Wade Kisner of Setter Tales TVFor thirty two years Wade Kisner hunted Iowa’s most dangerous criminals before retiring as a special agent for the Iowa Division of Criminal Investigation. These days he hunts for fun with his gun dogs. Based in Cedar Rapids, Iowa, Wade is the owner of Sweet Point Setters where he trains and raises master hunter quality English Setters using them to provide professional upland guiding services. For more information, visit Wade’s website at

5 Most Important Obedience Commands for Upland or Waterfowl

A version of this article was originally published by Ryan Eder on in October of 2014.

The best part of the year for the avid bird hunter is when hunting season is just around the corner. If you’re a waterfowl hunter, chances are you have some kind of early season in September for teal or goose. If you’re an upland hunter, you’re just one or two months from chasing roosters in the field. Either way, as bird dog owners we’ve hopefully been training and conditioning our dogs throughout the off-season to keep them in shape and sharp on their skills. I’m not just talking about obvious hunting related skills like finding birds, marking and retrieving. I’m also referring to basic obedience and every day commands that are also extremely important in hunting situations.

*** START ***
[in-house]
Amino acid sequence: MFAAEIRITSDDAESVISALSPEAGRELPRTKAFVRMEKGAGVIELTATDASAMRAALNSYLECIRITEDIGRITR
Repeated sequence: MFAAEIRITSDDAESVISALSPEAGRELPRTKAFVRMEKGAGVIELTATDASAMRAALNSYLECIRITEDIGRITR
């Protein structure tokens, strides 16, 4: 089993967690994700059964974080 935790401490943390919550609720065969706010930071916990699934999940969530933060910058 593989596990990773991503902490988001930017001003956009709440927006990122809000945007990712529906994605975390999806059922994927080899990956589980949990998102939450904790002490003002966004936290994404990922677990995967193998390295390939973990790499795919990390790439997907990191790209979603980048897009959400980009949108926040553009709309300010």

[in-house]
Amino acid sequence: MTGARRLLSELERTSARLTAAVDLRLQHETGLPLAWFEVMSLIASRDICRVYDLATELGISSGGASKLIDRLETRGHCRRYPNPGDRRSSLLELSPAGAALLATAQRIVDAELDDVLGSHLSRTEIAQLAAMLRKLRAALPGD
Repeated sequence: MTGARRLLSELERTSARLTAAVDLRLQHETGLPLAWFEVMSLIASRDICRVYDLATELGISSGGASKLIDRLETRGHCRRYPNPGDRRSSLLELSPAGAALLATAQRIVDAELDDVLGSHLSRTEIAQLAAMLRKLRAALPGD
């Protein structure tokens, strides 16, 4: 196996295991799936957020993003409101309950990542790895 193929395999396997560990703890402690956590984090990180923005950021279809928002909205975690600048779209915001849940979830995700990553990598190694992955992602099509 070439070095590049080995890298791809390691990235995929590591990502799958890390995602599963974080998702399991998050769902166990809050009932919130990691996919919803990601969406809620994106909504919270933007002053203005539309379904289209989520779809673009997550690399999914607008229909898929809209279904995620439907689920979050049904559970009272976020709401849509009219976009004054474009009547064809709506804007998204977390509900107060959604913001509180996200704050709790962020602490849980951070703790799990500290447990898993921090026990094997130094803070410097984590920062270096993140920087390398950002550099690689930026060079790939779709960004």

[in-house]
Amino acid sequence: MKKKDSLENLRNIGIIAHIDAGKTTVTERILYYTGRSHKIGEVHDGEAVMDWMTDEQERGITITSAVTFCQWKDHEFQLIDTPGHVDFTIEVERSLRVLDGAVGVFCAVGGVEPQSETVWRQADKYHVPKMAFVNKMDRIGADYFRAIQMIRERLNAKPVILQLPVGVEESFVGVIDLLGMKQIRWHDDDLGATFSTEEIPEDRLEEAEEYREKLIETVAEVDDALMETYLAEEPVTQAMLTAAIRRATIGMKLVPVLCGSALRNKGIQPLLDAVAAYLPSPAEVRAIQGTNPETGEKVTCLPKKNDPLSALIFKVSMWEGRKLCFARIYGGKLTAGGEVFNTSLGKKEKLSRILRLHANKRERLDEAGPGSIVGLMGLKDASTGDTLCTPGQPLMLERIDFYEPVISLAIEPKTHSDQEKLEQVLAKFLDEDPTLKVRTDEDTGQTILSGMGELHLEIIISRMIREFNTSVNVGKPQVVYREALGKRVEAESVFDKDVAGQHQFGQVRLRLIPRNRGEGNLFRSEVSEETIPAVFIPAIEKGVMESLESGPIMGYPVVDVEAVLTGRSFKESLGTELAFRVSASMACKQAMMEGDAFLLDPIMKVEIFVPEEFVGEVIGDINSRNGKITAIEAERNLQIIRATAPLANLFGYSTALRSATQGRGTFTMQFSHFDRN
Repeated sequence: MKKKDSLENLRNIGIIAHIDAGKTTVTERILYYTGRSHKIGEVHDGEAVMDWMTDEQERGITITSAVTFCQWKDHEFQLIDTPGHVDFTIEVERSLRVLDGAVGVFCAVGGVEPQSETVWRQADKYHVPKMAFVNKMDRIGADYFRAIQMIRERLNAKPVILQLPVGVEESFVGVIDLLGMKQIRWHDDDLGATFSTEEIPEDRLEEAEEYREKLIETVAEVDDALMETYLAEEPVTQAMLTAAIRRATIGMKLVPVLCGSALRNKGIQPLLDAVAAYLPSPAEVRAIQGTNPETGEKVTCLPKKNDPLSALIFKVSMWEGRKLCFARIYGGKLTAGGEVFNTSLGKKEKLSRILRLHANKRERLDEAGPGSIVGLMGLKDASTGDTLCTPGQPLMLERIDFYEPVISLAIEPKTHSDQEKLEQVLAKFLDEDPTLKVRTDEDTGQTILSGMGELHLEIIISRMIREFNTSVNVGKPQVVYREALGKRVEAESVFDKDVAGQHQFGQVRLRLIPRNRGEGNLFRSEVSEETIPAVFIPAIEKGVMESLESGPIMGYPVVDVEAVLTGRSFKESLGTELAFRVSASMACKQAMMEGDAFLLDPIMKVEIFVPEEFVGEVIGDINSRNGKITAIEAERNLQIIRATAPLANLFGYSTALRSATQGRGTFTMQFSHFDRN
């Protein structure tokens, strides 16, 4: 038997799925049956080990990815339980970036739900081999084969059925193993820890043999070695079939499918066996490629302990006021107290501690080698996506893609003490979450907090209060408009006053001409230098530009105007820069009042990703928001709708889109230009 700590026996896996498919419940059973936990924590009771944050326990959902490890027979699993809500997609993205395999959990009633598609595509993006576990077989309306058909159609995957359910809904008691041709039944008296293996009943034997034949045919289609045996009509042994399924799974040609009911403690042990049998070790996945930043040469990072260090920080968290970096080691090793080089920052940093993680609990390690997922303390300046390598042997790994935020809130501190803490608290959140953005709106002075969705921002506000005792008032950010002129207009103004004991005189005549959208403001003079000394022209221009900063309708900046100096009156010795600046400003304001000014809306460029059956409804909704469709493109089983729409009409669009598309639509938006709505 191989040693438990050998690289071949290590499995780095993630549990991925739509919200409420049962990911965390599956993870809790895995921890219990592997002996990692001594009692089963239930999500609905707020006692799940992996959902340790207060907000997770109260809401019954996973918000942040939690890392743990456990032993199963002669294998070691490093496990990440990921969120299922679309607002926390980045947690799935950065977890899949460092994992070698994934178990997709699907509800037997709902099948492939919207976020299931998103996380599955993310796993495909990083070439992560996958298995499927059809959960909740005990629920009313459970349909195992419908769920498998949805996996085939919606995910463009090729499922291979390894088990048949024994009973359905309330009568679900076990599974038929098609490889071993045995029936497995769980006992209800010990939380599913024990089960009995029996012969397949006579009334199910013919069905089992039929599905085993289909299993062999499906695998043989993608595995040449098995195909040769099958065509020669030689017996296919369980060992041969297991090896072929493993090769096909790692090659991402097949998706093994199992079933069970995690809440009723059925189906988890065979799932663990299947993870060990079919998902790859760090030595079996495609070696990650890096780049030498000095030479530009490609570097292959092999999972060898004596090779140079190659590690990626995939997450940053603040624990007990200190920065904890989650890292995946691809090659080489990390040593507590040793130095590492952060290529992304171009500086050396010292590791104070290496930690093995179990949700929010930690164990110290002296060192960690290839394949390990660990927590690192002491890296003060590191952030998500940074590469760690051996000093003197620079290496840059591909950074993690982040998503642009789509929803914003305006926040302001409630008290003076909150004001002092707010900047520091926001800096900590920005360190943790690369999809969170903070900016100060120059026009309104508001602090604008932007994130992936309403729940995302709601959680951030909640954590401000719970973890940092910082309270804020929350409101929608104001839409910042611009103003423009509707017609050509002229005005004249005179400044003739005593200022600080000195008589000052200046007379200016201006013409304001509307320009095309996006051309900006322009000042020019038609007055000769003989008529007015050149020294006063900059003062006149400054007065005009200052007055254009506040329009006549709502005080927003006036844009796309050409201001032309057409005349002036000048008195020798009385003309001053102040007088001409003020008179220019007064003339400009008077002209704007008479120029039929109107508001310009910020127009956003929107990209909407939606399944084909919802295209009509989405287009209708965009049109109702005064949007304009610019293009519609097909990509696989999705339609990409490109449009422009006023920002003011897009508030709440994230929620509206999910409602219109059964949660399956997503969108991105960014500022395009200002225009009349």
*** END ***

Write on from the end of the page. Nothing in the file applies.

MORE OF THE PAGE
Useful Commands for All Hunting Breeds

Depending on the type of hunting you do, and the type of dogs you hunt with, there can be differences in commands and styles. To account for these differences, I’ll do my best to keep this general and applicable to all types and breeds of hunting dogs. With that said, let’s take a look at some of the most important commands you’ll be using in the field with your dog along with a brief explanation of their importance and how to apply them.

Sit Command